Between the sixth and seventh innings Wednesday, with the A’s down 7-4 to the Astros and facing elimination from the American League Division Series, Ramón Laureano called a timeout.
He gathered as many of the A’s as he could find–in these socially distanced times, that’s not everybody–and delivered a short succinct message.
The season wasn’t over.
It turned out to be the pivotal moment in Game 3 of the ALDS. Chad Pinder would hit a three-run homer – Oakland’s first hit with a runner in scoring position in the series – in the seventh and Sean Murphy and Pinder would add sacrifice flies in the eighth. That production, combined with closer Liam Hendriks going full Rollie Fingers to get the final nine outs of the game, gave the A’s a 9-7 win that kept Oakland’s season alive for at least another 24 hours.
“Right before that inning, Ramón got everybody up and got everybody fired up, saying this wasn’t it,” Pinder said. “We talked about how when we scored, it seemed like they scored back. They punched us back and we hadn’t been able to respond. Ramón kind of nipped that in the bud.
“When we got into the dugout and we were down again, we kind of got that same flat-line feeling. Ramón was having no part of that, absolutely no part of that. He said that we weren’t going to let this be our last game.”
Marcus Semien opened the seventh with a single, Tommy La Stella singled him to third, and in stepped Pinder against Josh James. He said he was glad that he wasn’t the first batter of the inning, because Laureano’s speech had him so fired up. Pinder, trying to get a fly ball that would score a run, got a fly ball that would soar beyond the grasp of right fielder Kyle Tucker.
Manager Bob Melvin called it “an earthquake,” one that wrested the momentum of the game away from the Astros.
“I just told [Laureano] in the clubhouse that he put me in the zone a little bit,” Pinder said. “I told him, 'Man, you stuck a chord with me.’ I get chills thinking about it, but you know, we needed that.”
The A’s had six leads in the first three games of the series, including leads of 1-0 and 4-2 on Wednesday, slip away. Facing elimination, they needed something.
Laureano didn’t just talk. In the eighth, after Robbie Grossman worked Blake Taylor for a walk, the center fielder flipped a double down the right field line. The A’s then played small ball for the first time in the series with the Murphy and Pinder sacrifice flies.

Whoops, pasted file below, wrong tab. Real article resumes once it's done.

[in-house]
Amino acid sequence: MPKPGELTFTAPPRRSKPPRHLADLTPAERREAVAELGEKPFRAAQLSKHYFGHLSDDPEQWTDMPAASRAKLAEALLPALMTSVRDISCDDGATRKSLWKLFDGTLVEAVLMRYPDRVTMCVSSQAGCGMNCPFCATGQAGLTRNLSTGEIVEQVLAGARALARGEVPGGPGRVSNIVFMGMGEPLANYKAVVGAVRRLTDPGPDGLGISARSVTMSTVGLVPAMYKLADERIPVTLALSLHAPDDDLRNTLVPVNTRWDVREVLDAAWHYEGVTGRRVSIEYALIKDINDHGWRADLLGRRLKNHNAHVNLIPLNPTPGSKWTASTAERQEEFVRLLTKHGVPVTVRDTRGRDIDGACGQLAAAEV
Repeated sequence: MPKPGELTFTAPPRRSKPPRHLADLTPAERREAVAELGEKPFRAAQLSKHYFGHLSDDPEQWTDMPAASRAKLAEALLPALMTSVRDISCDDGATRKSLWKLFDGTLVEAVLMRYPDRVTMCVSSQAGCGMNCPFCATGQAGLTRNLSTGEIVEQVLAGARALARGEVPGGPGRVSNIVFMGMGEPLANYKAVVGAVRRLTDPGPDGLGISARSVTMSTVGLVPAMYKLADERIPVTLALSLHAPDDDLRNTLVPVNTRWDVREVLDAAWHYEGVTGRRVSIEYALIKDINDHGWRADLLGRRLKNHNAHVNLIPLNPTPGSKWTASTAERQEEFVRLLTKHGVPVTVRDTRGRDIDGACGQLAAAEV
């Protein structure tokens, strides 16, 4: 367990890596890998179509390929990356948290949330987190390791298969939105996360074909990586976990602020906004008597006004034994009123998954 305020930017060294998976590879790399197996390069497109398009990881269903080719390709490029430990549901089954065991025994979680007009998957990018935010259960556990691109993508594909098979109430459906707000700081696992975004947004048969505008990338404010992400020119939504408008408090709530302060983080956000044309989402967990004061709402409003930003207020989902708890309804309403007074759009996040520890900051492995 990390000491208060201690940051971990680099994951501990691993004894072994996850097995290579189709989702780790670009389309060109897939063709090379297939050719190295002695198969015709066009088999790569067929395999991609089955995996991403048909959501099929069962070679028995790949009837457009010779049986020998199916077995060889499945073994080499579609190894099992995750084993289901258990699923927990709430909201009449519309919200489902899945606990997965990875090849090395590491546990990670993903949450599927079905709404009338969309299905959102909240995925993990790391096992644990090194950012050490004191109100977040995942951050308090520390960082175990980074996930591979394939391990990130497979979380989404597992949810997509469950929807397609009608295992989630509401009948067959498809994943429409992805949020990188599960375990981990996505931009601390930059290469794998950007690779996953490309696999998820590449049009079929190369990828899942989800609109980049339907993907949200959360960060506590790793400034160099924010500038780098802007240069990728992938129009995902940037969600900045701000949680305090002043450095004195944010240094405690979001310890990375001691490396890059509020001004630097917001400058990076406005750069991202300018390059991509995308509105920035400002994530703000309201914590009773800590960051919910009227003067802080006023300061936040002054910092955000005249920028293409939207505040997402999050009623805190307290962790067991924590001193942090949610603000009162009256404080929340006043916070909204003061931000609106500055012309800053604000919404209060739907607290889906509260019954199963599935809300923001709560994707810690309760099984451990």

“We haven’t gotten a bunch of those,” Melvin said of the double Laureano looped down the right field line. “Now you feel like you have a good chance to score. And we have Liam in the game already. Those [sacrifice flies] ended up being huge hits. Maybe they weren’t 100 mph off the bat like some of the other balls that were hit today, but they were just as effective.”
From that point, Hendriks took over. He’d had an easy 1-2-3 seventh, but a Carlos Correa single and a phantom catcher’s interference call against Murphy saw the Astros put the tying runs on base to start the eighth. Hendriks got a pop fly and a grounder that moved both runners into scoring position before he struck out former A’s outfielder Josh Reddick.
Reddick was so upset with his rally-killing strikeout that he broke his bat on his way back to the Houston dugout.
Hendriks then had a quiet bottom of the ninth to secure the win, throwing a total of 37 pitches to earn the win.
The finish was quite a turnaround for the A’s, who had four homers, all solo shots, in the first five innings but who then saw the Astros rack up five hits and five runs in the fifth to seem to take control of the game.
Then Laureano, who came to the A’s in a deal with the Astros after the 2017 season, spoke up, and everything changed.
Hendriks was busy warming up at the time Laureano called the team together, so he wasn’t there for it. The closer wasn’t surprised it was Laureano, who was involved a brawl with the Astros in August that led to a suspension after he’d been hit by a pitch, who spoke up.
“Obviously with his history of being traded from that organization and with everything that happened earlier in the year, I’m not surprised,” Hendriks said. “He’s a very emotional guy. He kind of vibes off that kind of tight line of being aggressive and energetic and everything that goes along with that.”
And the A’s live to fight another day.
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